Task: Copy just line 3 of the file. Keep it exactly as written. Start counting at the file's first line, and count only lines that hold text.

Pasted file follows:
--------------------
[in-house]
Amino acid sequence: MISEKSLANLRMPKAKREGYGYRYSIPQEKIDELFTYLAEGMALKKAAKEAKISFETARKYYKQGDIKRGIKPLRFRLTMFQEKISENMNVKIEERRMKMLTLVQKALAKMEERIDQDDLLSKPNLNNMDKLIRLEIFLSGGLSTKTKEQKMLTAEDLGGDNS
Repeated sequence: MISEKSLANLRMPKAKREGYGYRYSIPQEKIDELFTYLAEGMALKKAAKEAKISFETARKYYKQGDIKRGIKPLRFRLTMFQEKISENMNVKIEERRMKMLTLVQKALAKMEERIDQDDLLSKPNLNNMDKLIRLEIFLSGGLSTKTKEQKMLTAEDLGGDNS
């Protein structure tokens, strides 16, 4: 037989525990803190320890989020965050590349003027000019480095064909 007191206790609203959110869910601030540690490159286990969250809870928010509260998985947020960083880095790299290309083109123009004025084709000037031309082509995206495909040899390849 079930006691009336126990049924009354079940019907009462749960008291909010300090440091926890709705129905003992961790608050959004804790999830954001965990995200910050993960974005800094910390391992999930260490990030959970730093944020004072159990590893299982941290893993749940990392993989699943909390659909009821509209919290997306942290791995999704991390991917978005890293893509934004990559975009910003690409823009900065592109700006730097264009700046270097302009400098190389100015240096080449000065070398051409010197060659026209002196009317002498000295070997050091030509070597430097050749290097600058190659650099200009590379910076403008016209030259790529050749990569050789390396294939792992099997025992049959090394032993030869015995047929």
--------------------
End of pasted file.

Repeated sequence: MISEKSLANLRMPKAKREGYGYRYSIPQEKIDELFTYLAEGMALKKAAKEAKISFETARKYYKQGDIKRGIKPLRFRLTMFQEKISENMNVKIEERRMKMLTLVQKALAKMEERIDQDDLLSKPNLNNMDKLIRLEIFLSGGLSTKTKEQKMLTAEDLGGDNS